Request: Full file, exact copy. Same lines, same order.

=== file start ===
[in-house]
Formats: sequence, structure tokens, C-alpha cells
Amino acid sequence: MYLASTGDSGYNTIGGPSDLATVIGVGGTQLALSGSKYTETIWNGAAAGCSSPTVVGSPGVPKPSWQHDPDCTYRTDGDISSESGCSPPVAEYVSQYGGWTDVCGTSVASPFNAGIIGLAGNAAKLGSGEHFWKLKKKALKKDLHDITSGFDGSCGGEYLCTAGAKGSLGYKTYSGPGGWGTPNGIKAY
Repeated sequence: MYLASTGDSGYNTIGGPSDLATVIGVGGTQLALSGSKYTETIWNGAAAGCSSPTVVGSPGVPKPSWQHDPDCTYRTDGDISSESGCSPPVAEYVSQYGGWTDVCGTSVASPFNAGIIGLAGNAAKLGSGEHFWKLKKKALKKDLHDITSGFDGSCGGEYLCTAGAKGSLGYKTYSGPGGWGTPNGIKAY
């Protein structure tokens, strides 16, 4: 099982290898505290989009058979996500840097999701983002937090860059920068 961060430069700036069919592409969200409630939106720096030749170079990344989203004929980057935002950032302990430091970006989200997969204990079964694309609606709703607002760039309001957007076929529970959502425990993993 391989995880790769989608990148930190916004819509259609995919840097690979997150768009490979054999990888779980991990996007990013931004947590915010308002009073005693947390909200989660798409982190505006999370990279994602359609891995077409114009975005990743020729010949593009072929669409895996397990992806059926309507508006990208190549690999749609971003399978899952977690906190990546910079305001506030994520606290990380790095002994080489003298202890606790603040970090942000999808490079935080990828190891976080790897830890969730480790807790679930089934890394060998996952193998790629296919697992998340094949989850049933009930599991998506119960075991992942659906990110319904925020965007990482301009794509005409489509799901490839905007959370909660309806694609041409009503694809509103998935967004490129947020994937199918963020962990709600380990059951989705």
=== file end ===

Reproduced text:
[in-house]
Formats: sequence, structure tokens, C-alpha cells
Amino acid sequence: MYLASTGDSGYNTIGGPSDLATVIGVGGTQLALSGSKYTETIWNGAAAGCSSPTVVGSPGVPKPSWQHDPDCTYRTDGDISSESGCSPPVAEYVSQYGGWTDVCGTSVASPFNAGIIGLAGNAAKLGSGEHFWKLKKKALKKDLHDITSGFDGSCGGEYLCTAGAKGSLGYKTYSGPGGWGTPNGIKAY
Repeated sequence: MYLASTGDSGYNTIGGPSDLATVIGVGGTQLALSGSKYTETIWNGAAAGCSSPTVVGSPGVPKPSWQHDPDCTYRTDGDISSESGCSPPVAEYVSQYGGWTDVCGTSVASPFNAGIIGLAGNAAKLGSGEHFWKLKKKALKKDLHDITSGFDGSCGGEYLCTAGAKGSLGYKTYSGPGGWGTPNGIKAY
């Protein structure tokens, strides 16, 4: 099982290898505290989009058979996500840097999701983002937090860059920068 961060430069700036069919592409969200409630939106720096030749170079990344989203004929980057935002950032302990430091970006989200997969204990079964694309609606709703607002760039309001957007076929529970959502425990993993 391989995880790769989608990148930190916004819509259609995919840097690979997150768009490979054999990888779980991990996007990013931004947590915010308002009073005693947390909200989660798409982190505006999370990279994602359609891995077409114009975005990743020729010949593009072929669409895996397990992806059926309507508006990208190549690999749609971003399978899952977690906190990546910079305001506030994520606290990380790095002994080489003298202890606790603040970090942000999808490079935080990828190891976080790897830890969730480790807790679930089934890394060998996952193998790629296919697992998340094949989850049933009930599991998506119960075991992942659906990110319904925020965007990482301009794509005409489509799901490839905007959370909660309806694609041409009503694809509103998935967004490129947020994937199918963020962990709600380990059951989705």